Exercise 2.7 Nonstandard Interpretations
- Is the formula "Adjoins(b,f)" using the Geography nonstandard interpretation of
the TARSKI Blocks language true or false in the Canada geography world? F
- Is the formula "BackOf(d,e)BackOf(e,d)" using the Geogra
Philosophy 220A
Symbolic Logic I
Instructor: Richard Johns
Answers to Problem Set 3
Total: 39 marks
3.21
[1 mark each]
1
2.
(ii)
(i) Tautology, need whole table. [2 marks for table, 1 for the verdict]
Not a tautology. Row 1 is sufficient. [2 marks for tab
Philosophy 220A
Symbolic Logic I
Answers to Problem Set 5
Total: 45 marks
6.14
[5 marks]
1
6.20
[5 marks]
6.25
[5 marks]
2
6.31
[5 marks]
The argument is invalid, as the following world shows. (In this world b is a small dodec, but it
could instead be a m
Exercise 2.6 NUMBERS Logic Language
- In the world of counting numbers (the Numbers World), there is a largest
number. F
- In the world of counting numbers (the Numbers World), if one number is less
than a second, then the second must be greater than or b
Section 9: Tableau truth-functional strategies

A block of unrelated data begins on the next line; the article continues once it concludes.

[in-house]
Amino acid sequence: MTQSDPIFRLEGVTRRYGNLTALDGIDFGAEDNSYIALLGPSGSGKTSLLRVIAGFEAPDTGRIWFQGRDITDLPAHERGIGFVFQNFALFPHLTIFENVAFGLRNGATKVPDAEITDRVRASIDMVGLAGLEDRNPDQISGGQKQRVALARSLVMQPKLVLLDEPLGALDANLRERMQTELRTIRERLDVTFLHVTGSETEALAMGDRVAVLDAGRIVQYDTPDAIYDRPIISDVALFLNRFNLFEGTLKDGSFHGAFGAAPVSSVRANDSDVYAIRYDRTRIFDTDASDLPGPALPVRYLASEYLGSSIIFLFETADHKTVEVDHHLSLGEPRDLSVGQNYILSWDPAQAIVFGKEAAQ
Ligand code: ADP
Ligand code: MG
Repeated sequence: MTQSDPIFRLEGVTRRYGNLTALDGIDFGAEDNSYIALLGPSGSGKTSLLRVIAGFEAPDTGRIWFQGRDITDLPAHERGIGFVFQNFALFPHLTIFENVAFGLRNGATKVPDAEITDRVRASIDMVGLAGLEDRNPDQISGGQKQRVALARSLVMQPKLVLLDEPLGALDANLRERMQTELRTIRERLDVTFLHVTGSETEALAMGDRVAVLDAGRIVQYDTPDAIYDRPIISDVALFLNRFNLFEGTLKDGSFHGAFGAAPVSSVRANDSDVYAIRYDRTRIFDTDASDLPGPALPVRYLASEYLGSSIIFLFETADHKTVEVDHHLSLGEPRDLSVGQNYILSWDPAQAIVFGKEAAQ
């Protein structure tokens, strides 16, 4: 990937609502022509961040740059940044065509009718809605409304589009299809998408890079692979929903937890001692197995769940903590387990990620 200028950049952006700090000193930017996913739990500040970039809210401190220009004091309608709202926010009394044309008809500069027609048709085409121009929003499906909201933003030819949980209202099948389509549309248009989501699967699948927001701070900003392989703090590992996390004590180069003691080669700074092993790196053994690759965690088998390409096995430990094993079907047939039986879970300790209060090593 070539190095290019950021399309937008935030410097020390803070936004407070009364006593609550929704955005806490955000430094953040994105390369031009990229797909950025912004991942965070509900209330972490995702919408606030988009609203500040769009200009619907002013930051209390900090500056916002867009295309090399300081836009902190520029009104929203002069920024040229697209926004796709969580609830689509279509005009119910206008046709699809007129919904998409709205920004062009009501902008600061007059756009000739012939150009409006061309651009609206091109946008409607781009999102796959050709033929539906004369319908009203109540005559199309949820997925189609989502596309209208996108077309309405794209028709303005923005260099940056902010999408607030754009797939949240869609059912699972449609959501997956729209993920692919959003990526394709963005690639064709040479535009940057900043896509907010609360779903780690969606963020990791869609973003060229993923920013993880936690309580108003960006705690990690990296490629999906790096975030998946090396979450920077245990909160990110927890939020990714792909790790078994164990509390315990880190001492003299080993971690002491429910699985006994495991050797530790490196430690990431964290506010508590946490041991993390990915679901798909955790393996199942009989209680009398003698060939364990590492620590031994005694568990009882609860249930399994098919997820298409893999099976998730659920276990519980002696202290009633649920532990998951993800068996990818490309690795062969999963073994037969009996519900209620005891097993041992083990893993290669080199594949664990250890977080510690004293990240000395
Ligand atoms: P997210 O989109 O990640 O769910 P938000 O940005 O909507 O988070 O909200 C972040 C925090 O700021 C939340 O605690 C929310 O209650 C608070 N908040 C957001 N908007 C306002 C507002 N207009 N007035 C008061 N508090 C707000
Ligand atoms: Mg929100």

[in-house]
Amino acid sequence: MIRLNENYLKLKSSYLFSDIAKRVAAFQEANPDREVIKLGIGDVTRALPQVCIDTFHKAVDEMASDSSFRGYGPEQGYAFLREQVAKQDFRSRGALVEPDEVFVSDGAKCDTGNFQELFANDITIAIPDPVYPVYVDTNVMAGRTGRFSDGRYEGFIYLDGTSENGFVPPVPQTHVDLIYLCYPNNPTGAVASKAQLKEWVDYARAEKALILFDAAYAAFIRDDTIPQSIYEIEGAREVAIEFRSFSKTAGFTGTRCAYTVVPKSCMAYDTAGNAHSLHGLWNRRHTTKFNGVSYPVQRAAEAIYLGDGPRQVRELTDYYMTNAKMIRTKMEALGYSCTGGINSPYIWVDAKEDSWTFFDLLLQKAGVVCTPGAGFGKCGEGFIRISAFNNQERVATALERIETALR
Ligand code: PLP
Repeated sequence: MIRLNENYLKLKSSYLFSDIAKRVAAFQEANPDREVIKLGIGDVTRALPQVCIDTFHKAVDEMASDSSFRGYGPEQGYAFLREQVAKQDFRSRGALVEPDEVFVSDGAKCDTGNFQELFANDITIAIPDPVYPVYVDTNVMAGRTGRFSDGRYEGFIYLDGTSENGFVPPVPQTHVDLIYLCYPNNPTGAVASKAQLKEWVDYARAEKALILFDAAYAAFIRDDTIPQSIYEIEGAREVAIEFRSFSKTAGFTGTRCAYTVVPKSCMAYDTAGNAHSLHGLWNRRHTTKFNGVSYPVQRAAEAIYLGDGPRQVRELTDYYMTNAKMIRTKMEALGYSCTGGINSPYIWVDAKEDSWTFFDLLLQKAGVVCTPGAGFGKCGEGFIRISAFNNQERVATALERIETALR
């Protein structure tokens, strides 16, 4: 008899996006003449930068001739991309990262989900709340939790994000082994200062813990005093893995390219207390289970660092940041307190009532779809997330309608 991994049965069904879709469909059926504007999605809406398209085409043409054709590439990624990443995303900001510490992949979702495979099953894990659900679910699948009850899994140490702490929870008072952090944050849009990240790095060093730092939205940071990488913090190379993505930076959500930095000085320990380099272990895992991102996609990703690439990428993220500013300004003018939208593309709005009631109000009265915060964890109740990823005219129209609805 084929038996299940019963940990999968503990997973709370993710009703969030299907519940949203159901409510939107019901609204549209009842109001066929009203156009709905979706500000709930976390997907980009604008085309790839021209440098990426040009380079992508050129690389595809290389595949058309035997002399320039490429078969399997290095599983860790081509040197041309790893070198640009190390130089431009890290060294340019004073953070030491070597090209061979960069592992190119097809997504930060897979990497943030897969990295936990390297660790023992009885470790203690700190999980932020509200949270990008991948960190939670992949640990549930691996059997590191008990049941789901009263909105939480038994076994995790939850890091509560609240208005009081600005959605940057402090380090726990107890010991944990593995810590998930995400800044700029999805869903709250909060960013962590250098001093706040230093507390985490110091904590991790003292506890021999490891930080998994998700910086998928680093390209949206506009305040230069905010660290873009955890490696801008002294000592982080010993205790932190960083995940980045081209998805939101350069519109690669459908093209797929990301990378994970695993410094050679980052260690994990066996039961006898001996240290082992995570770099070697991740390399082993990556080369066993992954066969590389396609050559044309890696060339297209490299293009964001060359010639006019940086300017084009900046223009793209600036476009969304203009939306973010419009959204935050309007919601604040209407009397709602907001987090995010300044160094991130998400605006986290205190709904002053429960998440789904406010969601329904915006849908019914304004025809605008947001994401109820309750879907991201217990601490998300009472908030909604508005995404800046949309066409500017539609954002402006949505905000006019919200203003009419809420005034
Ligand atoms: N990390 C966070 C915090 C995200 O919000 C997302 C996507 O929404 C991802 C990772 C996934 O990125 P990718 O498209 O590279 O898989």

In the previous section of this unit you learned about the truth-functional operator decomposition rules for trees. In this section
we'll look at strategies for using these rules. These strategies tell you wh
Systematic Procedure
The systematic procedure in tableau states an order in which tableau
decomposition rules should be used. It is to be used along with the hints
or heuristics about the order in which tableau decomposition rules should
be used.
Here is
Question 1
2 out of 2 points
Is the following formula in the TARSKI blocks language a logical truth, a
logical falsehood, or a contingent formula?
Formula: a=b
In this question you have to select all the correct answers and none of the incorrect ones
to